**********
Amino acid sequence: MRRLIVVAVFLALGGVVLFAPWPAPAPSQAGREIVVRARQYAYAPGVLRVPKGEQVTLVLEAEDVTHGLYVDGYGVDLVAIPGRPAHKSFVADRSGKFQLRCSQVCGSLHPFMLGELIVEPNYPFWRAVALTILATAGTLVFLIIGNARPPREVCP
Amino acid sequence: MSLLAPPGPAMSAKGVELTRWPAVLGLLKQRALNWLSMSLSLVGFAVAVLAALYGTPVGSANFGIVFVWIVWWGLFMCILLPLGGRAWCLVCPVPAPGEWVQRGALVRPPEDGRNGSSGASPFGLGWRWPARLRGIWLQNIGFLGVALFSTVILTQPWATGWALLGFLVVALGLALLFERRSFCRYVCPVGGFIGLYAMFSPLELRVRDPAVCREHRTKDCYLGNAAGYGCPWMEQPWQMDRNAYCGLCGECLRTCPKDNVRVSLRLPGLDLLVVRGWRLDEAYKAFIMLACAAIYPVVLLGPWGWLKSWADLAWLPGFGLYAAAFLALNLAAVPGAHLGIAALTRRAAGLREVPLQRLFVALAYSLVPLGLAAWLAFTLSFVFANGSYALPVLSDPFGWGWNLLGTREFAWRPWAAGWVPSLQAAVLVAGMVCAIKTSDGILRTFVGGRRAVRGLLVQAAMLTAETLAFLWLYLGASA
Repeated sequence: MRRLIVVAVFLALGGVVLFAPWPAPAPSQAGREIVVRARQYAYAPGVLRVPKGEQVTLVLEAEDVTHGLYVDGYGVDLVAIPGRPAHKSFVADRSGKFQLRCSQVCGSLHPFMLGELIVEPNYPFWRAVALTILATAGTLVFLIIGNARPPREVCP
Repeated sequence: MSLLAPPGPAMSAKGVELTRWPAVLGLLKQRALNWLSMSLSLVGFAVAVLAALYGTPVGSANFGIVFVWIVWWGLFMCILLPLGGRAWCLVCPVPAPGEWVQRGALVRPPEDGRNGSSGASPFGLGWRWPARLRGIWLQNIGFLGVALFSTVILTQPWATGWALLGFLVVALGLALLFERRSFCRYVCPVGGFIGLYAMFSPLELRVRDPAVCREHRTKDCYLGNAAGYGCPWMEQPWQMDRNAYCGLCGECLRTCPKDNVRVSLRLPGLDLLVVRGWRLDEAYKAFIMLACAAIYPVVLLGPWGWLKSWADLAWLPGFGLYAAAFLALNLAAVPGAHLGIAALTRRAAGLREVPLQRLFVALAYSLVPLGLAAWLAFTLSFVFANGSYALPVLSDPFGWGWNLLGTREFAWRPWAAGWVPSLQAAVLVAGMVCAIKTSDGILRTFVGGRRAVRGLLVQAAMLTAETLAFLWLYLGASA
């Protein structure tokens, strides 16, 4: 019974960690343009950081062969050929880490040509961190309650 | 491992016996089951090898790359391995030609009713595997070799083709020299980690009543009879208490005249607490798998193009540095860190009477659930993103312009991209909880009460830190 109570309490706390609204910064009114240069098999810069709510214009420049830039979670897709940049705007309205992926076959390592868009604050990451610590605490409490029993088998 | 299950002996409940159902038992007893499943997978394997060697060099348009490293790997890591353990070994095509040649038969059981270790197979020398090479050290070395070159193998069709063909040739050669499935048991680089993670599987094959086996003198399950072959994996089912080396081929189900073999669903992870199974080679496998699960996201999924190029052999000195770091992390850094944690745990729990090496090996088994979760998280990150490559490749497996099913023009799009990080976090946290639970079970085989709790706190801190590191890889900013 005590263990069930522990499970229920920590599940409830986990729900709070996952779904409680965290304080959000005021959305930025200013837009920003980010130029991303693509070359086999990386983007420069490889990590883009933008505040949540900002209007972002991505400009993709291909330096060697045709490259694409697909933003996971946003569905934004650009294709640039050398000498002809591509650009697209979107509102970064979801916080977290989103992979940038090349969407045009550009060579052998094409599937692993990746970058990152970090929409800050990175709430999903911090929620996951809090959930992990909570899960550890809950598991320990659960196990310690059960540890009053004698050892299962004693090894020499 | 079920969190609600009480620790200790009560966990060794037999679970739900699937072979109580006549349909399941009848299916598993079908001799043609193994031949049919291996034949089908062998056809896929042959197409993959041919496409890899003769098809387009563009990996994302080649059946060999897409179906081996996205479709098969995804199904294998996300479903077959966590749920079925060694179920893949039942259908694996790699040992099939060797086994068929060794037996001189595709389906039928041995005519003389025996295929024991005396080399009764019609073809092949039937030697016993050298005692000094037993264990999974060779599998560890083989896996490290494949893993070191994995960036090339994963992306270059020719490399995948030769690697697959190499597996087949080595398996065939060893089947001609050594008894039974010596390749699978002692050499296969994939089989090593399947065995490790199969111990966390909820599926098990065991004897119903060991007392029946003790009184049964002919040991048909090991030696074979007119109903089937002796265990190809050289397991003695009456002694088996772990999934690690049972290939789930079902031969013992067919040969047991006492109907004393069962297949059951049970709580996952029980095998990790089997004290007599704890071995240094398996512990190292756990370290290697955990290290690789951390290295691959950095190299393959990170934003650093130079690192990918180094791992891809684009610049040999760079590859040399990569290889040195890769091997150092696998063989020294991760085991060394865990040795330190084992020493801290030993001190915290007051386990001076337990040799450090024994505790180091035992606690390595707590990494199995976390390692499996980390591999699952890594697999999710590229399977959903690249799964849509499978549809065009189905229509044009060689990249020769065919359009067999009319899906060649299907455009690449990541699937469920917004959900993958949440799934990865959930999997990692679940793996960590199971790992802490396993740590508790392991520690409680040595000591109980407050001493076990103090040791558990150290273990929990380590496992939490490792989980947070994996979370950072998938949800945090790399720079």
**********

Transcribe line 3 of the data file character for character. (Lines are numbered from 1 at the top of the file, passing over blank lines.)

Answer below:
Repeated sequence: MRRLIVVAVFLALGGVVLFAPWPAPAPSQAGREIVVRARQYAYAPGVLRVPKGEQVTLVLEAEDVTHGLYVDGYGVDLVAIPGRPAHKSFVADRSGKFQLRCSQVCGSLHPFMLGELIVEPNYPFWRAVALTILATAGTLVFLIIGNARPPREVCP